Tip 4 – Write a Stellar Discussion Guide

A discussion guide is a list of questions found at the end of a book that foster conversation. Discussion guides work very well for middle-grade books. They provide educators and parents a manual for encouraging rich conversations. Discussion guides offer a safe stage to talk about difficult elements, help discussion leaders link the material back to children’s everyday lives, allow conversations to flow in greater detail, and help discussion leaders make sure that readers understood the material.

Ideas are freshest on your mind when you are writing, so I recommend adding a few questions to your discussion guide after writing each chapter. Ask about characters’ feelings and reasons for their actions. Incorporate other art forms, like sketching pictures or creating book trailers. And ask plenty of questions that have readers link back to their own lives.

Tip 5 – Take Emotional Breaks

Difficult topics aren’t just difficult for kids. They are difficult for everyone: writers, parents, and educators. Prioritizing self-care is a must. Crushing the Red Flowers took me years to write. That’s a long time to live in 1938 Germany and it was especially taxing because my book is based on true family experiences.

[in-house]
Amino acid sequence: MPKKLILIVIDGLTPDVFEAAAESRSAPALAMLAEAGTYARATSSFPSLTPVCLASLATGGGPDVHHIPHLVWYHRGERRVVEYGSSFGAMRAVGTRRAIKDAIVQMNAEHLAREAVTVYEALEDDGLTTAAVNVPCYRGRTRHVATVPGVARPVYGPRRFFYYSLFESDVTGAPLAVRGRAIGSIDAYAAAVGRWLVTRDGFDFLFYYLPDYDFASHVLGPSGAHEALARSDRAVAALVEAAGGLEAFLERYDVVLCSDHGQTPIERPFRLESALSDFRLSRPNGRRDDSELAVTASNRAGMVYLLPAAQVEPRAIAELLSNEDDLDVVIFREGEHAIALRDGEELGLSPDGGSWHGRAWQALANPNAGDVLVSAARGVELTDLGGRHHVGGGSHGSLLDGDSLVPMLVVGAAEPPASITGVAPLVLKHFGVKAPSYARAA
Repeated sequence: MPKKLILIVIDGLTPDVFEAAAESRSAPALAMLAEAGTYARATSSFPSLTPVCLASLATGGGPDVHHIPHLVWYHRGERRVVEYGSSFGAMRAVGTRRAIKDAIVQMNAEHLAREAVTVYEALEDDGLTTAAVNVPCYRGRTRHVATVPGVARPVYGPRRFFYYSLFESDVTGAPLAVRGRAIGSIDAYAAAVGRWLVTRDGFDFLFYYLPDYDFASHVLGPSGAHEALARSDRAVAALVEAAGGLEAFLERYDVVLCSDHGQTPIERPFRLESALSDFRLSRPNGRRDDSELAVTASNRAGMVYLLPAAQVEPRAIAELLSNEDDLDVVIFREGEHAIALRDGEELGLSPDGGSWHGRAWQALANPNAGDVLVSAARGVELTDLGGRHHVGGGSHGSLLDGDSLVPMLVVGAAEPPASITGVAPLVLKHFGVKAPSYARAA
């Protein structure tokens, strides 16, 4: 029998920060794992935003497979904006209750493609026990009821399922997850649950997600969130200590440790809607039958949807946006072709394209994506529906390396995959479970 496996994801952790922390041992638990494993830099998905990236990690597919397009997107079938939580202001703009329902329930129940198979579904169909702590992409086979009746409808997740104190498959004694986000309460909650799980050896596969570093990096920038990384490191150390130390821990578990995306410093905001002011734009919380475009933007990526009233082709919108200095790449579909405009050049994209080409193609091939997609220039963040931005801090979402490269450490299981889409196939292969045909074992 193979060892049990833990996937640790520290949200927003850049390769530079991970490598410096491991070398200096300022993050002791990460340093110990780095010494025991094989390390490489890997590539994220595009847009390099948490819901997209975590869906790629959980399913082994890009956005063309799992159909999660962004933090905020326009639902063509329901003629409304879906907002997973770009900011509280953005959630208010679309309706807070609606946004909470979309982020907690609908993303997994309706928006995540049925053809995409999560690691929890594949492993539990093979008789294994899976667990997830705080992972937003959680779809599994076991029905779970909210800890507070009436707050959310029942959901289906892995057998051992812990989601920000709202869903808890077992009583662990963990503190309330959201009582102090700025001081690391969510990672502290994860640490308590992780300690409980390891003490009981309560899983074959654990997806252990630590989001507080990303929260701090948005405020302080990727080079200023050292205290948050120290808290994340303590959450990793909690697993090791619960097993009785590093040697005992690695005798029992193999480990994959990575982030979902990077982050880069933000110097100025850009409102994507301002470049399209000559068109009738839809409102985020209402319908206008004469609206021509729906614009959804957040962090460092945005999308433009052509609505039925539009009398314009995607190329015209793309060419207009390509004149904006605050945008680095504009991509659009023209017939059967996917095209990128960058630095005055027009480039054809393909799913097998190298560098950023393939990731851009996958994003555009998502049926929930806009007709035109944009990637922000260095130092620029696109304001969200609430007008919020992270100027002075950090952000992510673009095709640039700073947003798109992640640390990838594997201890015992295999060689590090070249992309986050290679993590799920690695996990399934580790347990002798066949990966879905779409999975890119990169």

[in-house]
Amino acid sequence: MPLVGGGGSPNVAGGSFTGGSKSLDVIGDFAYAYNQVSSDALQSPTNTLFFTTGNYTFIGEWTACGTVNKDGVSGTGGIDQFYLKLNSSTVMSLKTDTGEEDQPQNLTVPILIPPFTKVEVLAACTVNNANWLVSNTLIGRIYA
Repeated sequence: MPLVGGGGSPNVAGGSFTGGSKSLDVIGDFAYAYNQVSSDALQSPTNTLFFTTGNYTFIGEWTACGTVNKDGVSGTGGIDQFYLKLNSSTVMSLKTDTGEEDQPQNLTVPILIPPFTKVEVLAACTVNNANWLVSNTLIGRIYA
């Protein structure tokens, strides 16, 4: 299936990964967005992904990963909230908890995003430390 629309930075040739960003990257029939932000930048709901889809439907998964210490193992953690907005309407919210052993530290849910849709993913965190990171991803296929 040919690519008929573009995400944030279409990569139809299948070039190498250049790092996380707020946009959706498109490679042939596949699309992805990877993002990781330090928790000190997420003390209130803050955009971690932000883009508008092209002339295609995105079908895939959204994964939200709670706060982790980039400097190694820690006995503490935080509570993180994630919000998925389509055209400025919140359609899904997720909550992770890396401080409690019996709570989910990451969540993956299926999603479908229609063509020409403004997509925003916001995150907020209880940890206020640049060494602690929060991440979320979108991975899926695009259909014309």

I suggest taking occasional breaks. If it becomes too much for you, it’s okay to step away for short periods. This will not only improve your well-being, it will allow you to see the bigger picture, ensure that you are working towards your objectives, and ultimately improve your ability to connect with middle-grade readers.

Jennifer Voigt Kaplan is an award-winning author of children’s fiction. Her debut children’s novel, Crushing the Red Flowers, will be published November 19th, 2019 by Ig Publishing. The manuscript was endorsed by James Patterson was recognized in six literary contests before its publication, including earning a Letter of Merit for the SCBWI Work-in-Progress Grant and winning the middle-grade category of Publishers Weekly Booklife Prize for Fiction. Jennifer was born in Germany, raised in Philadelphia, and now resides in the New York City area. 

Leave a Reply

Fill in your details below or click an icon to log in:

WordPress.com Logo

You are commenting using your WordPress.com account. Log Out /  Change )

Google photo

You are commenting using your Google account. Log Out /  Change )

Twitter picture

You are commenting using your Twitter account. Log Out /  Change )

Facebook photo

You are commenting using your Facebook account. Log Out /  Change )

Connecting to %s